I haven’t gotten into the DNA side of my genealogy yet but it is a way to discover more detail about my African American family history that’s often hard to document, my European roots and maybe even the Native American ancestors Great Aunt Clara said we have.
As I get closer to the ordering that little kit that’s supposed to map out my genetic DNA, I wanted a little more info. So researcher that I am, I started poking around and found a great series of videos that explains a complicated scientific principle in a user-friendly (and kind of cute way). Here they are for you to watch at your leisure.
If you liked this first videos, here are the links to the rest in the series:
Genetics 101, Part 2 – What are SNPs?
Genetics 101, Part 3 – Where do your genes come from?
Genetics 101, Part 4 – What is phenotype?
Are you planning to add genetic DNA testing to your genealogy toolkit?
One of the problems I’ve had over the years is that it is sometimes impossible to uncover details about my female ancestors. This isn’t just a problem in doing African American family history. It comes with the territory when you do genealogy. So I was really excited when I discovered that I can identify my mother’s mother’s mother’s mother’s and, well – you get the drift.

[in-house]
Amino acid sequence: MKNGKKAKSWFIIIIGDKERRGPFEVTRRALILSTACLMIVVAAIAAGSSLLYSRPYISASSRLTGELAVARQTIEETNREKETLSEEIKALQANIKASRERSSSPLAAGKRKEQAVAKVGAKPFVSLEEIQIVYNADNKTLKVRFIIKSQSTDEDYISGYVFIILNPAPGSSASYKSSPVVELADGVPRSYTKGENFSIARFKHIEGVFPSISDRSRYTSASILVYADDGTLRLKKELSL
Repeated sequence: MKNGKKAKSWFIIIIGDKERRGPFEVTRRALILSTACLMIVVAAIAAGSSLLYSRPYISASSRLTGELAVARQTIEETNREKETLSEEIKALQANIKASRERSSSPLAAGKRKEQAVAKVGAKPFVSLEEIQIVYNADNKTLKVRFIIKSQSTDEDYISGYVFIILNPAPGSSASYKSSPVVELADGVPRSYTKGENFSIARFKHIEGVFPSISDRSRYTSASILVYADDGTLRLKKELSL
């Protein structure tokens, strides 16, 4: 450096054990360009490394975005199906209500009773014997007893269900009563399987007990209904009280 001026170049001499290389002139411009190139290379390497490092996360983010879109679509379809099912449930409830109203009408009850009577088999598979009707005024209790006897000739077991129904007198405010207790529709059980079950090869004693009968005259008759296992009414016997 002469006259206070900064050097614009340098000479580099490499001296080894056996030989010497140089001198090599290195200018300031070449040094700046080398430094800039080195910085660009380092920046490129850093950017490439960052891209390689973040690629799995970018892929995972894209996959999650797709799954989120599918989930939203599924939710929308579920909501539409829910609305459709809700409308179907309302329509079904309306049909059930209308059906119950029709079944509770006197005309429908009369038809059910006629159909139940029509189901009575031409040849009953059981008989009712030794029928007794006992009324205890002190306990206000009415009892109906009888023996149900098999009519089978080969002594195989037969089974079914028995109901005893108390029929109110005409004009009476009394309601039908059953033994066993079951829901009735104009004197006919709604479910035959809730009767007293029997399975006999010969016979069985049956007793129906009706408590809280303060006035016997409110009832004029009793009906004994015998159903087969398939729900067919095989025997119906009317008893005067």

What this means is that on my mother’s line, I’ve found my women ancestors 10 generations back. In their honor, I’ve listed them here so they will never ever be lost in time.
You’ll notice that I introduce my female ancestors by their maiden names and that’s a tip for you. Always identify women in your family tree by their maiden, not married names. If you don’t have that maiden name for a particular ancestor, put her first name and then “unknown” for the last name. You can always add the maiden name later .
Now, meet the strong women who made it possible for me to be here:
- I am the daughter of Alice Vivian Dickinson who was born on June 18, 1919 in New York, NY. She married my father, Thomas Melvin Batchelor in 1945. Mom was the 2nd generation of women in our family who went to college (my sister and I are the 3rd). Mom earned her BA in Spanish Literature at Howard University and later received her Master’s degree. Mom is still living and is 92 years old – God Bless.